As a caveat, This is not really a feel good story. The Just Be Nice Project is about finding ways to help people Just Be Nice, but this issue is a particularly tricky one. It has so many moving parts that I feel like we avoid the conversation about it sometimes. Having experienced it first hand, seeing it during outreach work, speaking to professionals and hearing stories from friends, I want to try to bring the conversation forward so that we can look at constructive and effective ways to support people to move forward through these situations.
I have two friends.
Girl 1 and Girl 2.
Girl 1 used to go out with a guy, but now Girl 2 goes out with this same guy.
Girl 1 is scared of what might happen to her, if I tell Girl 2 that this guy is abusive. Exhibiting nearly every one of the classic signs of being an abusive partner, to date this guy hasn’t physically harmed Girl 1, but has been verbally and emotionally abusive over a period of time, threatened her, thrown furniture in the apartment etc. etc. While he hasn’t laid a violent hand on her to date he has nevertheless engaged in outbursts against others in the very recent past.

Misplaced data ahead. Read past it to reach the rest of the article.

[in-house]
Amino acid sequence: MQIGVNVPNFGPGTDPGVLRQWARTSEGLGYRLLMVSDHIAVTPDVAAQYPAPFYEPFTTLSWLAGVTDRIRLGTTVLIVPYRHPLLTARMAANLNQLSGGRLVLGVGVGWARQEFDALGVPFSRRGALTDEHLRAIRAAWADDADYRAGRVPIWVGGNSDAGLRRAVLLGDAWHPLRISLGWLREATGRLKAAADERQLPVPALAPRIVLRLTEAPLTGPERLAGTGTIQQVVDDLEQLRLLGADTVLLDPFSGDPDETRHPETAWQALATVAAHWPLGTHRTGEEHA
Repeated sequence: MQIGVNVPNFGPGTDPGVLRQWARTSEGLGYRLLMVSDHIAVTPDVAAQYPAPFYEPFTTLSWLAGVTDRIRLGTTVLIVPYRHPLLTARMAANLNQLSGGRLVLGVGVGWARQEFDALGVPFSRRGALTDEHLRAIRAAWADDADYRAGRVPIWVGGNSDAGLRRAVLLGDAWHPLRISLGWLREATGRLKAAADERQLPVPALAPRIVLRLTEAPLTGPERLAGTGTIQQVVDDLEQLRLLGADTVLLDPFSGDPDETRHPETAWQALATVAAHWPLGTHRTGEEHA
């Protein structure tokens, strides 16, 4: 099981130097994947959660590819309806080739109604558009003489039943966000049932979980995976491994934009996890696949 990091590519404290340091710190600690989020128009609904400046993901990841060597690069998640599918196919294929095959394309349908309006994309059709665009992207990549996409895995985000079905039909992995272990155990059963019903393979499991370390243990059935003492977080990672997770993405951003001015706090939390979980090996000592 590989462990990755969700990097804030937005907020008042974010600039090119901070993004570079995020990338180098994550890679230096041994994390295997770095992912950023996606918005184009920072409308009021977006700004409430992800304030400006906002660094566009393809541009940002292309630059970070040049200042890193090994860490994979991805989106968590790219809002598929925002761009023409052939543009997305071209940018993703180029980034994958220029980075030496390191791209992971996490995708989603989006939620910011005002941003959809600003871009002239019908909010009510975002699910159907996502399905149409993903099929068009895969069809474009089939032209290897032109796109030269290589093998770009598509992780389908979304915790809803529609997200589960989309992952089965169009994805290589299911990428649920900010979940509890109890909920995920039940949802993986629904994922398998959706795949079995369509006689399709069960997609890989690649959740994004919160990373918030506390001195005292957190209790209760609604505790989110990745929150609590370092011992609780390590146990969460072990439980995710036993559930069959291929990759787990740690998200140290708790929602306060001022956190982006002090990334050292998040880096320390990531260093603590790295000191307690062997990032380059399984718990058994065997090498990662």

I have seen the messages, heard the voicemails, and I have known Girl 1 for a very long time. She is sad, anxious and worried about what this guy might do because his behavior has been getting violent escalating and really, there is the problem.
How do I bring this up with Girl 2? My initial advice to Girl 1 was to get an AVO so that it is recorded, and he can’t just rock up to her door, or go anywhere near her. In a usual situation abusive partners are seldom abusive in front of other people, and tend to do it in private times, or at times when the abused is most vulnerable. So the abuse hasn't always been via text or recorded voicemail. Even then she is concerned that if she gets an AVO he will get mad and attack her before the police can arrive. Hoping simply to ignore him and that he will just go away.
With an AVO there is third party verification (The police/magistrate) have enough reason/evidence to believe that this guy is a liability. It takes away the conjecture that it’s just crazy ex-girlfriend or ex-boyfriend talk. I feel like it makes the conversation with Girl 2 a bit easier if that’s the case, and I am less worried about what happens with Girl 1, because if this guy breaks the AVO then the police are able to intervene immediately.
But what if Girl 1 is unsure about the AVO?
She has never been so scared of anyone before, because he is so unpredictable and loose.